MANILA, Philippines – Senate President Vicente Sotto III on Tuesday vowed to uphold the Senate’s independence above political alliances, a day after he and his fellow senators filed a petition urging the Supreme Court to rule on whether on not the upper chamber has a role in the abrogation of treaties previously concurred on.
Sotto and five other senators on Monday formally submitted a petition for declaratory relief and mandamus, asking the SC to define if a treaty previously concurred in by the Senate should require the concurrence of at least two thirds of its members upon its withdrawal.
The petition was filed after President Rodrigo Duterte in February ordered the Department of Foreign Affairs to notify the United States of the Philippines’ intention to scrap the Visiting Forces Agreement (VFA), which was signed between Manila and Washington in 1999.
Sotto said the legal move was meant to “assert the sense of the power of the Senate that we know and we think that we have.”
He maintained that senators must be consulted on vital matters like the termination of international agreements and treaties just as its concurrence is required before the same are ratified.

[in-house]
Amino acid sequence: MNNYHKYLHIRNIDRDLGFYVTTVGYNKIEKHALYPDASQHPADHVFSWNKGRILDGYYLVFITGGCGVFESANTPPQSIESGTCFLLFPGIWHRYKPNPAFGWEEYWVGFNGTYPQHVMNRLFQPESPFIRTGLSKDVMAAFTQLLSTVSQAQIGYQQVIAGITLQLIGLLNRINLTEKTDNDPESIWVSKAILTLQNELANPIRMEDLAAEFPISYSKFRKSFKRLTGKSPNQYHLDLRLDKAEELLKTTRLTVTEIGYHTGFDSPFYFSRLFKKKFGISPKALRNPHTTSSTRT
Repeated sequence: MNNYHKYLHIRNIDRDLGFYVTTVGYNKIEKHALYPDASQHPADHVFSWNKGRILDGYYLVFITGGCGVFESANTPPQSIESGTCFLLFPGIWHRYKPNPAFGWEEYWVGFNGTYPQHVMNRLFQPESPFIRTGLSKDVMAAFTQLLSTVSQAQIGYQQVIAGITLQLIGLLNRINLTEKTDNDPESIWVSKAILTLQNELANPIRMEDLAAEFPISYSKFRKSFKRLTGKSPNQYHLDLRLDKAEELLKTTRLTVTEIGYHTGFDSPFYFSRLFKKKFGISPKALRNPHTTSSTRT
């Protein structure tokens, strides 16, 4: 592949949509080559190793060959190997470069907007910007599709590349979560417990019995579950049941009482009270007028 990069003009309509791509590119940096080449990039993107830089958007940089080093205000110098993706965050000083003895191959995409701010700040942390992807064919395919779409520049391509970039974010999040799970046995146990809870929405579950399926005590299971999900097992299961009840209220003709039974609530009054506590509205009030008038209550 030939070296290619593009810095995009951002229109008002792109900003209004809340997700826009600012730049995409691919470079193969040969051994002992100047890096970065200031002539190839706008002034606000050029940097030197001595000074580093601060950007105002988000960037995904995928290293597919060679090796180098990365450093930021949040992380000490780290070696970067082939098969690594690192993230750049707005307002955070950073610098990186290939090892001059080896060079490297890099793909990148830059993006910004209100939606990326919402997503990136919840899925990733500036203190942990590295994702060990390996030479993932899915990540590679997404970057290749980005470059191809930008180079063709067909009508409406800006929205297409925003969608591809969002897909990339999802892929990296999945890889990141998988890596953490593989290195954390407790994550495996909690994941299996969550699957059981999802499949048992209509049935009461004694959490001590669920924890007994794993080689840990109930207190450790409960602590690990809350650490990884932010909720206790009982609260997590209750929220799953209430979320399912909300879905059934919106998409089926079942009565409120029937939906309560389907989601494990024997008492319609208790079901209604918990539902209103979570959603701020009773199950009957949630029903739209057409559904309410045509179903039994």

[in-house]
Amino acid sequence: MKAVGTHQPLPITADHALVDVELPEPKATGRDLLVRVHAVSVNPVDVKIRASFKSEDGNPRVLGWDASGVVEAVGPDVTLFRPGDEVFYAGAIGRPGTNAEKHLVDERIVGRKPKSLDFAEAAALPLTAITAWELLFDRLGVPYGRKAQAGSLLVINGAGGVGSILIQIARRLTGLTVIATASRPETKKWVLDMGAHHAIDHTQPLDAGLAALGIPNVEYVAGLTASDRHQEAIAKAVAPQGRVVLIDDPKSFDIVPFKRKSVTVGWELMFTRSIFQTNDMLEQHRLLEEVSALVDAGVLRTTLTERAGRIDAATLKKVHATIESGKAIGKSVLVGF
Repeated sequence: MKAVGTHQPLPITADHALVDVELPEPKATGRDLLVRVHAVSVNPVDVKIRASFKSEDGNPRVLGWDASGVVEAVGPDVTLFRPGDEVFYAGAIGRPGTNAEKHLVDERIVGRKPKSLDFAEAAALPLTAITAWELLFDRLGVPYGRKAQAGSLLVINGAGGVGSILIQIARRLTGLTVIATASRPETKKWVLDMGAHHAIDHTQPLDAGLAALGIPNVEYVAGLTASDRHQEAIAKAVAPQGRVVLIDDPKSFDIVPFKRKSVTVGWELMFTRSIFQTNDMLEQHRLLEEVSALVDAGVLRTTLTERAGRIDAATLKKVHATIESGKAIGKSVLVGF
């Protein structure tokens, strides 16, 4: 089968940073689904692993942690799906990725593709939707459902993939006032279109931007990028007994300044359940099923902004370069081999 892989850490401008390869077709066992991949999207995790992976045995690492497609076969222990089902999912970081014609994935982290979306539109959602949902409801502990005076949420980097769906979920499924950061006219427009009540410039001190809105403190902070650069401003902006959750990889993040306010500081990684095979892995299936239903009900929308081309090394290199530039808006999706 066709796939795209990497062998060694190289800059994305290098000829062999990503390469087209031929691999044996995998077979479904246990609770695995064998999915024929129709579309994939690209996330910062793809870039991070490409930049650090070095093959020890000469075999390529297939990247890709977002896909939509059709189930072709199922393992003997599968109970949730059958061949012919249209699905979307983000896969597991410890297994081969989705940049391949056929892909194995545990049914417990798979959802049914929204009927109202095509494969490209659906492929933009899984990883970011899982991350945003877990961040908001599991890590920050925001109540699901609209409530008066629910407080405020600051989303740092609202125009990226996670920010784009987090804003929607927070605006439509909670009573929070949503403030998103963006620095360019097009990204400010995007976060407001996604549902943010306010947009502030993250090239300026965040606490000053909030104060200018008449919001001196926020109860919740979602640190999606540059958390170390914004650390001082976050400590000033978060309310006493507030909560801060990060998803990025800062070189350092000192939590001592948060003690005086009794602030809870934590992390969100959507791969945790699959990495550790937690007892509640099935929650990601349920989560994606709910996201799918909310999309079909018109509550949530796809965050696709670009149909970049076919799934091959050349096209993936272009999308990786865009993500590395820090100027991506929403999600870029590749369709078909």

“This role is particularly important to ensure that the power to forge partnerships with our neighbors and allies remains impartial. The Senate must do its part in protecting the checks and balances in our government,” Sotto said.
He also set aside concerns that he could lose his alliance with Malacañang because of the Senate’s action.
“Personal interests should never outweigh public welfare. I will always choose to fight for the independence of the Senate. That is the legacy that I would like to leave this institution when my term comes to an end,” he said.
Duterte, on the other hand, said he could not be compelled by the SC and will stand by his decision to terminate the military pact with the US.
“They cannot compel me. I refuse to be compelled. I have terminated it, tapos ang problema ko,” he said in a press briefing late Monday.
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